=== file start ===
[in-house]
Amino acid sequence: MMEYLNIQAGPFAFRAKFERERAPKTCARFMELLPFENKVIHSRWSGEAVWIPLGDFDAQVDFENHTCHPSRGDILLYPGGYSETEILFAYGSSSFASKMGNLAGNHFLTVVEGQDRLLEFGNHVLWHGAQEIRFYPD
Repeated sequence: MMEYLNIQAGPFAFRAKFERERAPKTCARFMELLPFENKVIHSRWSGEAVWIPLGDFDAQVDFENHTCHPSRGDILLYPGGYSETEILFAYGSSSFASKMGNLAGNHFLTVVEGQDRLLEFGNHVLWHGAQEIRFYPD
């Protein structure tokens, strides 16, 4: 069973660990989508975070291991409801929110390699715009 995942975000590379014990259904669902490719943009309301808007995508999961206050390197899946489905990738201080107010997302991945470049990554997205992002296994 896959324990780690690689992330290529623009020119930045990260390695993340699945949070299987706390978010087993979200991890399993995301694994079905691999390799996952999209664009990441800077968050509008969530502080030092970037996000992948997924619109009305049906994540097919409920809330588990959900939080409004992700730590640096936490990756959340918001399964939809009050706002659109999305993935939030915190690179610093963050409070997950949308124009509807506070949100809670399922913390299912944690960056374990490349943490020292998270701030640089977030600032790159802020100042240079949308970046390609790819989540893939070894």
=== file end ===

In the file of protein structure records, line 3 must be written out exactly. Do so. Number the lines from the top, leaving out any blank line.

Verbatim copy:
Repeated sequence: MMEYLNIQAGPFAFRAKFERERAPKTCARFMELLPFENKVIHSRWSGEAVWIPLGDFDAQVDFENHTCHPSRGDILLYPGGYSETEILFAYGSSSFASKMGNLAGNHFLTVVEGQDRLLEFGNHVLWHGAQEIRFYPD